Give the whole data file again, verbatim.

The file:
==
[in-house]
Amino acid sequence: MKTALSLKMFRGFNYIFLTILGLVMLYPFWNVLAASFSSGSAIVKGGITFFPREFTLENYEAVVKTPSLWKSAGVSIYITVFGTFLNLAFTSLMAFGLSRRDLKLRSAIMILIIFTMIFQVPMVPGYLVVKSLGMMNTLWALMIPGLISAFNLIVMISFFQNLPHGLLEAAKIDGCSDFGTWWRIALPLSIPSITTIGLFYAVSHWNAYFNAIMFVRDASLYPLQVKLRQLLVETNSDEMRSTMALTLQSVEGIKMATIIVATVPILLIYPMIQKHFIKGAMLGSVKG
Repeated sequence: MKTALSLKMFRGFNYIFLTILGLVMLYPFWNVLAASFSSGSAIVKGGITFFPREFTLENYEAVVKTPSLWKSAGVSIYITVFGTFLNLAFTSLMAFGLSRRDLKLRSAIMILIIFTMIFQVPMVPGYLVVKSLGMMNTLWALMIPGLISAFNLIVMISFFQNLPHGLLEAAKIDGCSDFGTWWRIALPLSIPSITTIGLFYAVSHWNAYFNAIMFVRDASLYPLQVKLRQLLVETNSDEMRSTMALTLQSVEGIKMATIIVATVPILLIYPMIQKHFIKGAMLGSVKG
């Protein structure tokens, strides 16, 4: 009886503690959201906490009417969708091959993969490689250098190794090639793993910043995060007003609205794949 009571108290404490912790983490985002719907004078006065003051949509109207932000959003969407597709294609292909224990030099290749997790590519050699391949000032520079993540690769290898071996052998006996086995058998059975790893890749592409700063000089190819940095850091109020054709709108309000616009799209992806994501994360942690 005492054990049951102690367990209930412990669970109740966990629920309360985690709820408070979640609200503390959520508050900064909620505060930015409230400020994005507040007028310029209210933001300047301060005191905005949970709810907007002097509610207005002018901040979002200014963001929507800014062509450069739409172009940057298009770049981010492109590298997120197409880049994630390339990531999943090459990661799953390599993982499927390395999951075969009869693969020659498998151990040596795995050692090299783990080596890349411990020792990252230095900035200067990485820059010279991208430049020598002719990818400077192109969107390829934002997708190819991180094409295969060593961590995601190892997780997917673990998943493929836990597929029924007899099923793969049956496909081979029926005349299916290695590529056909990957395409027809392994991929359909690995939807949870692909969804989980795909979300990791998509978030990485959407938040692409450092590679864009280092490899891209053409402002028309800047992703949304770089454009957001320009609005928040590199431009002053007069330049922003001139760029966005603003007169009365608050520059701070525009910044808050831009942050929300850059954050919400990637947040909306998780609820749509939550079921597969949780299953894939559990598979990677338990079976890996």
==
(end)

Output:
[in-house]
Amino acid sequence: MKTALSLKMFRGFNYIFLTILGLVMLYPFWNVLAASFSSGSAIVKGGITFFPREFTLENYEAVVKTPSLWKSAGVSIYITVFGTFLNLAFTSLMAFGLSRRDLKLRSAIMILIIFTMIFQVPMVPGYLVVKSLGMMNTLWALMIPGLISAFNLIVMISFFQNLPHGLLEAAKIDGCSDFGTWWRIALPLSIPSITTIGLFYAVSHWNAYFNAIMFVRDASLYPLQVKLRQLLVETNSDEMRSTMALTLQSVEGIKMATIIVATVPILLIYPMIQKHFIKGAMLGSVKG
Repeated sequence: MKTALSLKMFRGFNYIFLTILGLVMLYPFWNVLAASFSSGSAIVKGGITFFPREFTLENYEAVVKTPSLWKSAGVSIYITVFGTFLNLAFTSLMAFGLSRRDLKLRSAIMILIIFTMIFQVPMVPGYLVVKSLGMMNTLWALMIPGLISAFNLIVMISFFQNLPHGLLEAAKIDGCSDFGTWWRIALPLSIPSITTIGLFYAVSHWNAYFNAIMFVRDASLYPLQVKLRQLLVETNSDEMRSTMALTLQSVEGIKMATIIVATVPILLIYPMIQKHFIKGAMLGSVKG
């Protein structure tokens, strides 16, 4: 009886503690959201906490009417969708091959993969490689250098190794090639793993910043995060007003609205794949 009571108290404490912790983490985002719907004078006065003051949509109207932000959003969407597709294609292909224990030099290749997790590519050699391949000032520079993540690769290898071996052998006996086995058998059975790893890749592409700063000089190819940095850091109020054709709108309000616009799209992806994501994360942690 005492054990049951102690367990209930412990669970109740966990629920309360985690709820408070979640609200503390959520508050900064909620505060930015409230400020994005507040007028310029209210933001300047301060005191905005949970709810907007002097509610207005002018901040979002200014963001929507800014062509450069739409172009940057298009770049981010492109590298997120197409880049994630390339990531999943090459990661799953390599993982499927390395999951075969009869693969020659498998151990040596795995050692090299783990080596890349411990020792990252230095900035200067990485820059010279991208430049020598002719990818400077192109969107390829934002997708190819991180094409295969060593961590995601190892997780997917673990998943493929836990597929029924007899099923793969049956496909081979029926005349299916290695590529056909990957395409027809392994991929359909690995939807949870692909969804989980795909979300990791998509978030990485959407938040692409450092590679864009280092490899891209053409402002028309800047992703949304770089454009957001320009609005928040590199431009002053007069330049922003001139760029966005603003007169009365608050520059701070525009910044808050831009942050929300850059954050919400990637947040909306998780609820749509939550079921597969949780299953894939559990598979990677338990079976890996």